5 Business Valuation Mistakes to Avoid

September 17, 2020, Posted by: Aaron DiCaprio

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Business Valuation Mistakes

Determining the value of a business is critical for every business owner. Business valuation involves a careful review of financial statements, including balance sheets and income statements. Because business circumstances change quickly, information must be current. By reviewing financial information regularly, business owners can more accurately adjust both short and long-term goals. Business valuation mistakes, however, can lead to bad financial decisions.

Avoid Business Valuation Mistakes

There are five critical business valuation mistakes that business owners must avoid to conduct an accurate assessment. Errors in the measurements can harm the business in significant ways. They can inflate the business value or result in missed opportunities. Any of these miscalculations easily find their way into the assessment, so it's critical to be aware of them.

1. Measuring the Wrong Business Value

The business value should be according to cash flow rather than accounting profits. The value must accurately depict earning power, and cash flow is the most direct measure. Profit is the part of the business picture that determines taxation. Cash flow, on the other hand, is a more accurate measure of financial health. It doesn't lend itself to manipulation, unlike earnings, so it's a better metric.

2. Selecting the Wrong Business Value Type

Business owners must base the valuation on the goal of the assessment. Three types include:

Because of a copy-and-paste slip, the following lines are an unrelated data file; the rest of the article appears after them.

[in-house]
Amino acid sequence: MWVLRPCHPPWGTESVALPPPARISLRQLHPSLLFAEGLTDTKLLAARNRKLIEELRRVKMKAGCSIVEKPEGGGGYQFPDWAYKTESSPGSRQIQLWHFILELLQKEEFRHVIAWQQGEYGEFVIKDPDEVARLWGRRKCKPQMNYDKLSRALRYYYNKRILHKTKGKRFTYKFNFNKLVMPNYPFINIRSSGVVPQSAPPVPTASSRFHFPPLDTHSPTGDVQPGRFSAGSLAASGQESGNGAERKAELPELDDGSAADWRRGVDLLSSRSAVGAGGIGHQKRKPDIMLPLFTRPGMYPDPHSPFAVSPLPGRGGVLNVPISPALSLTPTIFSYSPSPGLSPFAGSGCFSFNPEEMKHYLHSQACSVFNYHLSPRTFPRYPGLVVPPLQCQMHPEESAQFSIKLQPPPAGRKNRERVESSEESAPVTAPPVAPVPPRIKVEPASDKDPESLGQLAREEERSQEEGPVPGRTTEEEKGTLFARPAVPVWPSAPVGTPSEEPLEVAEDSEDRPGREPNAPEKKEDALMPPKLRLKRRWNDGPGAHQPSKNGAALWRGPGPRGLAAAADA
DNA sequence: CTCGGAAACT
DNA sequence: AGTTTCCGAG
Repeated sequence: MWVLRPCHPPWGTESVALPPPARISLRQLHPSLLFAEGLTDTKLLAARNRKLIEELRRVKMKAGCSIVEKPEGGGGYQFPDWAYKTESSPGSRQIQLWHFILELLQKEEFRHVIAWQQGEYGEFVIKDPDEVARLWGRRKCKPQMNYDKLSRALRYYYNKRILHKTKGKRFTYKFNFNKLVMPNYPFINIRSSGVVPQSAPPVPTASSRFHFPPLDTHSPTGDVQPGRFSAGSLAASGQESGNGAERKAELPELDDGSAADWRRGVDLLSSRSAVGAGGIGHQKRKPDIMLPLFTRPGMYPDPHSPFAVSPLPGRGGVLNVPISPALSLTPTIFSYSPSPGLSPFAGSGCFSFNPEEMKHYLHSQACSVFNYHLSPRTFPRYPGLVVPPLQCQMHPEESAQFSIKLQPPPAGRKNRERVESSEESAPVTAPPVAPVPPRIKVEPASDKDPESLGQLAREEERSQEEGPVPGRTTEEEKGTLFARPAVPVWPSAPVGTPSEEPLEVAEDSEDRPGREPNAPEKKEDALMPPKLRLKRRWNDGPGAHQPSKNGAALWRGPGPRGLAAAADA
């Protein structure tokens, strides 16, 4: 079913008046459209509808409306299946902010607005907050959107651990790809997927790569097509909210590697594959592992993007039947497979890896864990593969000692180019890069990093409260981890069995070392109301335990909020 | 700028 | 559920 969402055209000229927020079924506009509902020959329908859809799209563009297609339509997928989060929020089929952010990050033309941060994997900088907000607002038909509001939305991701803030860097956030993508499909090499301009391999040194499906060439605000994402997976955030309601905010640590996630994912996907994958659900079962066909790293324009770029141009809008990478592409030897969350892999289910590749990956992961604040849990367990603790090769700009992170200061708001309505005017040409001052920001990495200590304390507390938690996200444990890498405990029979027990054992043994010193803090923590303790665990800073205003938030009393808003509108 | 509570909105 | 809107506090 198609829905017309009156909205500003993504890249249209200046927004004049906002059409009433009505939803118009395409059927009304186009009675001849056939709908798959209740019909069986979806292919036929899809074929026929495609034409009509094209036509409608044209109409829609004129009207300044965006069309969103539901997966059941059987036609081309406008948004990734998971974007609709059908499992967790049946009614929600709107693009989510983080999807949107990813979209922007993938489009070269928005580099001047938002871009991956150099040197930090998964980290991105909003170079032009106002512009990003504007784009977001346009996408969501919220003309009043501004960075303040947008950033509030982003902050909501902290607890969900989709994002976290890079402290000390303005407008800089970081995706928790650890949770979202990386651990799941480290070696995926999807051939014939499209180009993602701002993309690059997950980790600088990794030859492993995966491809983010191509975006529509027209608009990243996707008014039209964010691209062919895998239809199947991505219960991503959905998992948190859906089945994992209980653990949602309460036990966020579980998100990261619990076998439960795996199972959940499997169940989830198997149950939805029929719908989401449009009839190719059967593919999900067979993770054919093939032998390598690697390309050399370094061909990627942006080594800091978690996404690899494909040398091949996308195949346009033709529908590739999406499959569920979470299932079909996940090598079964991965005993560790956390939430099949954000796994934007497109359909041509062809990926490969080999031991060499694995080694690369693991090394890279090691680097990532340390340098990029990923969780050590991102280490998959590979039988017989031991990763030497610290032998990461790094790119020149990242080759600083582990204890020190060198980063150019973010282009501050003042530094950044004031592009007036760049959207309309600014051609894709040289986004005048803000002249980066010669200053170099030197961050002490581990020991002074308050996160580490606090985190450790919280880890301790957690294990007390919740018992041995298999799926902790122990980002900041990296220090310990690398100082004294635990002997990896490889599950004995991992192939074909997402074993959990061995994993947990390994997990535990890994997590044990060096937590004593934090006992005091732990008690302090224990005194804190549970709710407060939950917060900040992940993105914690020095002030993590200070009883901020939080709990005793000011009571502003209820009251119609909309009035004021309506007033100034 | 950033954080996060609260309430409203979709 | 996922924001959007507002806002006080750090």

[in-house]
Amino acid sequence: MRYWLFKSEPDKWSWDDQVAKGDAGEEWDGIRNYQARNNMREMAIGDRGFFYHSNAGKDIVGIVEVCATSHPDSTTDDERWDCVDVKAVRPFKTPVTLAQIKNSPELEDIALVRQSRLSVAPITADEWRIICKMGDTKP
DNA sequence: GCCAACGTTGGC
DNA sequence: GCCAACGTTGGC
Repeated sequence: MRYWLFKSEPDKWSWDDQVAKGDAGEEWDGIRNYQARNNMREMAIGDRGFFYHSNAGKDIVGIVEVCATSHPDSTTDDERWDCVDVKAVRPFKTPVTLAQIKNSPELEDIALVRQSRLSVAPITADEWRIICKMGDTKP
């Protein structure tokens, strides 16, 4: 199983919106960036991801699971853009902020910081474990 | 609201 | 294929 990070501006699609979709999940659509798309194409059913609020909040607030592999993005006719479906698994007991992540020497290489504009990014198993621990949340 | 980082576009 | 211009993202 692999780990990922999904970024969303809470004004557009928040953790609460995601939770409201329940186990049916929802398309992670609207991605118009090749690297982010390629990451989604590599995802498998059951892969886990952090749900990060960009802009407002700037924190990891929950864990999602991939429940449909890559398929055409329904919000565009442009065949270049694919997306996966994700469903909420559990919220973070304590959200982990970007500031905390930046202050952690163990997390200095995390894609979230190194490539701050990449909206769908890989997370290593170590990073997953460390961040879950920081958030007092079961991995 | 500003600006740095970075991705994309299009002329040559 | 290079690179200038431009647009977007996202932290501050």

• Fair market value - Used when selling the business
  • Investment value - Helpful for potential investors
  • Liquidation value - Applied when liquidating the business

3. Forgetting Key Assets and Liabilities

When selling the company, it is important not to leave out key assets and liabilities. Market-driven pricing depends on the assets at the time of sale. Any incoming assets increase the business value, and liabilities decrease the value. Typically, sellers pay off the liabilities, keep the accounts receivable and cash, and provide buyers with accurate information.

4. Assessing the Wrong Company-Specific Risks

Risk assessment is critical to business valuation. The evaluation can be misleading if it doesn't consider the specific risks of the company. Several operational and financial situations contribute to a business's risk profile. Since each company has different risks, these considerations must be company-specific.

5. Hiding Certain Operating Costs

The business valuation must include all operating costs. Employee benefits, including salaries and insurance coverage, are a type of operating cost. Small office equipment, such as printers and computers, are also expenses. Be careful to include chairs and desks as well.

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